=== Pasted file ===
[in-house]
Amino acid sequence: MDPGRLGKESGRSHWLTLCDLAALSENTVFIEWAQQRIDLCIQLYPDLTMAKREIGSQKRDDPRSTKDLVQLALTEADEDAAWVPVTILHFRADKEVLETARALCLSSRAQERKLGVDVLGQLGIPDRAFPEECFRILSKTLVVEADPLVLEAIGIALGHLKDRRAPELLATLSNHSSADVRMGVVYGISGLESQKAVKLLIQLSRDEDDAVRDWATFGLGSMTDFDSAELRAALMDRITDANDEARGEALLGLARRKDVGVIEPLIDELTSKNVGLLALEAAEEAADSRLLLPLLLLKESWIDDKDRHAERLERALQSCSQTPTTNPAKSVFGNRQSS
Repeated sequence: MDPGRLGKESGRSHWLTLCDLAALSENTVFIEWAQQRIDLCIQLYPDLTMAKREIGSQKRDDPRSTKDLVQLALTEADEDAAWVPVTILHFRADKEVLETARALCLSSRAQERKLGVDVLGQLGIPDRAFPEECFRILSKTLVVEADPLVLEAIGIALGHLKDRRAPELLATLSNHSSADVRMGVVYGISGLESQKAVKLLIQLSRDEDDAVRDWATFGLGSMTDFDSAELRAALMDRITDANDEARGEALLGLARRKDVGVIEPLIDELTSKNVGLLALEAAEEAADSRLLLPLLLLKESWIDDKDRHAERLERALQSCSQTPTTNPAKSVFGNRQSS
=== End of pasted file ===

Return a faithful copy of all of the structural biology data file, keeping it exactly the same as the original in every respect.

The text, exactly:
[in-house]
Amino acid sequence: MDPGRLGKESGRSHWLTLCDLAALSENTVFIEWAQQRIDLCIQLYPDLTMAKREIGSQKRDDPRSTKDLVQLALTEADEDAAWVPVTILHFRADKEVLETARALCLSSRAQERKLGVDVLGQLGIPDRAFPEECFRILSKTLVVEADPLVLEAIGIALGHLKDRRAPELLATLSNHSSADVRMGVVYGISGLESQKAVKLLIQLSRDEDDAVRDWATFGLGSMTDFDSAELRAALMDRITDANDEARGEALLGLARRKDVGVIEPLIDELTSKNVGLLALEAAEEAADSRLLLPLLLLKESWIDDKDRHAERLERALQSCSQTPTTNPAKSVFGNRQSS
Repeated sequence: MDPGRLGKESGRSHWLTLCDLAALSENTVFIEWAQQRIDLCIQLYPDLTMAKREIGSQKRDDPRSTKDLVQLALTEADEDAAWVPVTILHFRADKEVLETARALCLSSRAQERKLGVDVLGQLGIPDRAFPEECFRILSKTLVVEADPLVLEAIGIALGHLKDRRAPELLATLSNHSSADVRMGVVYGISGLESQKAVKLLIQLSRDEDDAVRDWATFGLGSMTDFDSAELRAALMDRITDANDEARGEALLGLARRKDVGVIEPLIDELTSKNVGLLALEAAEEAADSRLLLPLLLLKESWIDDKDRHAERLERALQSCSQTPTTNPAKSVFGNRQSS